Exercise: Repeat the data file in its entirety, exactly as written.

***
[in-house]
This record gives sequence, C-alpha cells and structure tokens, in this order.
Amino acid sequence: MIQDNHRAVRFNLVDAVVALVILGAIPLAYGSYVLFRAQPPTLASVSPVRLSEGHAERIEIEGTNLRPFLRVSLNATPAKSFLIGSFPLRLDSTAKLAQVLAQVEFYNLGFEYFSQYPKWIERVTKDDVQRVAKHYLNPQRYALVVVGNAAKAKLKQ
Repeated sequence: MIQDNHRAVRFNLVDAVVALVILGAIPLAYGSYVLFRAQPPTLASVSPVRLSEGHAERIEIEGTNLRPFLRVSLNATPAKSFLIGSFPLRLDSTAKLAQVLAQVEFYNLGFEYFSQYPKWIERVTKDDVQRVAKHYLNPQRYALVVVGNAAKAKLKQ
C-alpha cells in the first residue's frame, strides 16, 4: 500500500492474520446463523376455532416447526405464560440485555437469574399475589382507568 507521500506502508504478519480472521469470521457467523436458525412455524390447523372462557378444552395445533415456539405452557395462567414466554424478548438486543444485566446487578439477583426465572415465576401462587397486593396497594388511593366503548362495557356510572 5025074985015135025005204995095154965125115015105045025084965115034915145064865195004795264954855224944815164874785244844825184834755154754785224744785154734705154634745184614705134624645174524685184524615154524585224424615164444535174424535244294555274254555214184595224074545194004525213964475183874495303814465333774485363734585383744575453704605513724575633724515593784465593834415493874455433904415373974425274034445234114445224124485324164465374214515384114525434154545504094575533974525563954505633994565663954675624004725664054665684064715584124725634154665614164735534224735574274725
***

[in-house]
This record gives sequence, C-alpha cells and structure tokens, in this order.
Amino acid sequence: MIQDNHRAVRFNLVDAVVALVILGAIPLAYGSYVLFRAQPPTLASVSPVRLSEGHAERIEIEGTNLRPFLRVSLNATPAKSFLIGSFPLRLDSTAKLAQVLAQVEFYNLGFEYFSQYPKWIERVTKDDVQRVAKHYLNPQRYALVVVGNAAKAKLKQ
Repeated sequence: MIQDNHRAVRFNLVDAVVALVILGAIPLAYGSYVLFRAQPPTLASVSPVRLSEGHAERIEIEGTNLRPFLRVSLNATPAKSFLIGSFPLRLDSTAKLAQVLAQVEFYNLGFEYFSQYPKWIERVTKDDVQRVAKHYLNPQRYALVVVGNAAKAKLKQ
C-alpha cells in the first residue's frame, strides 16, 4: 500500500492474520446463523376455532416447526405464560440485555437469574399475589382507568 507521500506502508504478519480472521469470521457467523436458525412455524390447523372462557378444552395445533415456539405452557395462567414466554424478548438486543444485566446487578439477583426465572415465576401462587397486593396497594388511593366503548362495557356510572 5025074985015135025005204995095154965125115015105045025084965115034915145064865195004795264954855224944815164874785244844825184834755154754785224744785154734705154634745184614705134624645174524685184524615154524585224424615164444535174424535244294555274254555214184595224074545194004525213964475183874495303814465333774485363734585383744575453704605513724575633724515593784465593834415493874455433904415373974425274034445234114445224124485324164465374214515384114525434154545504094575533974525563954505633994565663954675624004725664054665684064715584124725634154665614164735534224735574274725